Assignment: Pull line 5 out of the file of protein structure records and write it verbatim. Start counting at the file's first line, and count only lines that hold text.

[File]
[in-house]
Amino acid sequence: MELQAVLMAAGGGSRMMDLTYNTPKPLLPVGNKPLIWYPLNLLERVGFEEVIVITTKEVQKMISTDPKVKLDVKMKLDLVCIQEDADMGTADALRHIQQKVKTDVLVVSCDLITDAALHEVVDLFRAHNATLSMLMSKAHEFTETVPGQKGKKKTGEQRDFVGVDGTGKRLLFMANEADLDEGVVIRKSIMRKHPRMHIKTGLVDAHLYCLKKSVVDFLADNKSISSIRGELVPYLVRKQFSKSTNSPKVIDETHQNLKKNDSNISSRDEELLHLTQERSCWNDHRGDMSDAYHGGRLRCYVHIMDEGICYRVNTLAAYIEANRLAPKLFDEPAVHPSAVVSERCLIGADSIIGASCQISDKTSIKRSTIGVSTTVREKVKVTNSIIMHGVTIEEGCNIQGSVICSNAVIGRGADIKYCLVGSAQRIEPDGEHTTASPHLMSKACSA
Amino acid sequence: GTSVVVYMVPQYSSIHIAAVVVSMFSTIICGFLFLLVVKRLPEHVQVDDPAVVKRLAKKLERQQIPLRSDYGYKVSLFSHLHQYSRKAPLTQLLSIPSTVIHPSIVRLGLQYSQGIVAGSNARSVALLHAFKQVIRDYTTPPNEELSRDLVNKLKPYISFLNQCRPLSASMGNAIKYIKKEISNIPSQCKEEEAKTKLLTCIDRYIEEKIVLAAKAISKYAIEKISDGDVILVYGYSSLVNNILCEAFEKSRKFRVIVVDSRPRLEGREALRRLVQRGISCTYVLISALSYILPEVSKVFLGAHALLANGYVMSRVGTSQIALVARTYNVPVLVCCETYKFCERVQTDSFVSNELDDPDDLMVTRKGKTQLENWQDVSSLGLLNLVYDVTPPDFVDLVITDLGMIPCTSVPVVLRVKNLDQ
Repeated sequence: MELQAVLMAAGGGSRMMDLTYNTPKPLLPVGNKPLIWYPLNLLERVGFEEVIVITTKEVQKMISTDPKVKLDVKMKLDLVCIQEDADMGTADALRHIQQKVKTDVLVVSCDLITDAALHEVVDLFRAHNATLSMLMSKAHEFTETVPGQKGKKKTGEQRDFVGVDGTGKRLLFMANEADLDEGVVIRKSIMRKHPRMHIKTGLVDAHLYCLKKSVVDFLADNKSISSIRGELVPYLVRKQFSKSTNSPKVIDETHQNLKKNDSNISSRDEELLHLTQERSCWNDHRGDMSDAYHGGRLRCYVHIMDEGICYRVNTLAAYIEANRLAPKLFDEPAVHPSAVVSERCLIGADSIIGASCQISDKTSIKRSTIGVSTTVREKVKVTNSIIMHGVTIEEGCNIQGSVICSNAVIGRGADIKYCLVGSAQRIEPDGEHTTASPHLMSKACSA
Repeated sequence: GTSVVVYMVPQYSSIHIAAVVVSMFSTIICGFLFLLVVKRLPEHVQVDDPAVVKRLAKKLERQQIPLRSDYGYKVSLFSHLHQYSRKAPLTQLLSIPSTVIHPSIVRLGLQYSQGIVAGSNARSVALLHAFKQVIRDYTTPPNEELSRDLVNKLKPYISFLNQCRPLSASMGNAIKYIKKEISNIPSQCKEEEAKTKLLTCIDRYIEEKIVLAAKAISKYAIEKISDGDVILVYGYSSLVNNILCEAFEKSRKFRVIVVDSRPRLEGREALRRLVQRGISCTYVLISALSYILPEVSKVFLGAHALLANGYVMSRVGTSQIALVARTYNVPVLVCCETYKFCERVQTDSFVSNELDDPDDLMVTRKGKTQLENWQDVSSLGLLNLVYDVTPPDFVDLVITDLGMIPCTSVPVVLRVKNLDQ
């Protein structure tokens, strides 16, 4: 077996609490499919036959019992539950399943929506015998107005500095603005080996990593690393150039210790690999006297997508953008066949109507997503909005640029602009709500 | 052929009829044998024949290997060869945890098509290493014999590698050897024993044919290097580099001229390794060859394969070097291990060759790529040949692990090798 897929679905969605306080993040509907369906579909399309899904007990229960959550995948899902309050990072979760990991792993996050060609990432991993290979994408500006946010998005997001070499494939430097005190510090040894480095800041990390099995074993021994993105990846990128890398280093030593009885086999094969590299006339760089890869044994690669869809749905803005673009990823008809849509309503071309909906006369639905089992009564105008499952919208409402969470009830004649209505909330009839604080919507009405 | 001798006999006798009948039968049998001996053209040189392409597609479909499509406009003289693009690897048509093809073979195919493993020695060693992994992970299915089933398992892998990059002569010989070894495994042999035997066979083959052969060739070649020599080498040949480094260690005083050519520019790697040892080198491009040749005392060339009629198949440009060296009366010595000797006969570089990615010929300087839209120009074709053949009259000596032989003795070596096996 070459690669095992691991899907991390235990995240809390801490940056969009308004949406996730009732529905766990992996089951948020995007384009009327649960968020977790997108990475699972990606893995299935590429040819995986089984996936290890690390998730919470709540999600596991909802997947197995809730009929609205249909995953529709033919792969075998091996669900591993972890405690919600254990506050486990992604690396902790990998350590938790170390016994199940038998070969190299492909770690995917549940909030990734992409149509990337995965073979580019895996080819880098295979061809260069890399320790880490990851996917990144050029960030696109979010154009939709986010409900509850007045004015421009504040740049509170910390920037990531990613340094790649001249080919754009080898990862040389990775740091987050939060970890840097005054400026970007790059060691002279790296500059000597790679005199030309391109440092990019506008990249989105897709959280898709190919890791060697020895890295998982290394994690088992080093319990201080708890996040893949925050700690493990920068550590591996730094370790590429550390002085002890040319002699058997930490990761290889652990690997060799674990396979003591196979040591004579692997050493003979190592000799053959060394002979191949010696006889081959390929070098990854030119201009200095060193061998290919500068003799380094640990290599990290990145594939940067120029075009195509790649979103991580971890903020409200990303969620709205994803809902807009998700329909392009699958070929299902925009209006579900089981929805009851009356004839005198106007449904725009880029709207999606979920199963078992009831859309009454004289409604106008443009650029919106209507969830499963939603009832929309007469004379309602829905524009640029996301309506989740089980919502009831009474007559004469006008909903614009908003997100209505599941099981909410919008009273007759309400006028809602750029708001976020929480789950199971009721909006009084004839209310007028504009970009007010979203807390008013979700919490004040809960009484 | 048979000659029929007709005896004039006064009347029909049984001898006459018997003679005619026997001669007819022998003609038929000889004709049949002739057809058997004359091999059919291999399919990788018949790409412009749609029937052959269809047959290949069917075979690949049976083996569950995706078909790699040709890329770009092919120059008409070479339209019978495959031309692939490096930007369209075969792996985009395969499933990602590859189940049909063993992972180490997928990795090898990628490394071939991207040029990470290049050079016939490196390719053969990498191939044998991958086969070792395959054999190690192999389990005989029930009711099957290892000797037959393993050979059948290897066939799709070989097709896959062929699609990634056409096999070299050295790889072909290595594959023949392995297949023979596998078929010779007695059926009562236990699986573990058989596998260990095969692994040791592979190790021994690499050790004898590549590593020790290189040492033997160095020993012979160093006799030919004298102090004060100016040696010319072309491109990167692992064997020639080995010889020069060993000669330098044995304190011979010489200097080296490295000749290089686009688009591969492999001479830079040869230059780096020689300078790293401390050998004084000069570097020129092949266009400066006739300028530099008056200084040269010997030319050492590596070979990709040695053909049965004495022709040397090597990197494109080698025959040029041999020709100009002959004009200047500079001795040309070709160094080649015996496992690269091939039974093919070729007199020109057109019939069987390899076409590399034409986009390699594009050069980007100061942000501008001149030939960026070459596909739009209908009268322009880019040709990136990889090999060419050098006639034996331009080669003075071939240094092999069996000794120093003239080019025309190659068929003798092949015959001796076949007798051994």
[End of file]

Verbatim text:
Repeated sequence: GTSVVVYMVPQYSSIHIAAVVVSMFSTIICGFLFLLVVKRLPEHVQVDDPAVVKRLAKKLERQQIPLRSDYGYKVSLFSHLHQYSRKAPLTQLLSIPSTVIHPSIVRLGLQYSQGIVAGSNARSVALLHAFKQVIRDYTTPPNEELSRDLVNKLKPYISFLNQCRPLSASMGNAIKYIKKEISNIPSQCKEEEAKTKLLTCIDRYIEEKIVLAAKAISKYAIEKISDGDVILVYGYSSLVNNILCEAFEKSRKFRVIVVDSRPRLEGREALRRLVQRGISCTYVLISALSYILPEVSKVFLGAHALLANGYVMSRVGTSQIALVARTYNVPVLVCCETYKFCERVQTDSFVSNELDDPDDLMVTRKGKTQLENWQDVSSLGLLNLVYDVTPPDFVDLVITDLGMIPCTSVPVVLRVKNLDQ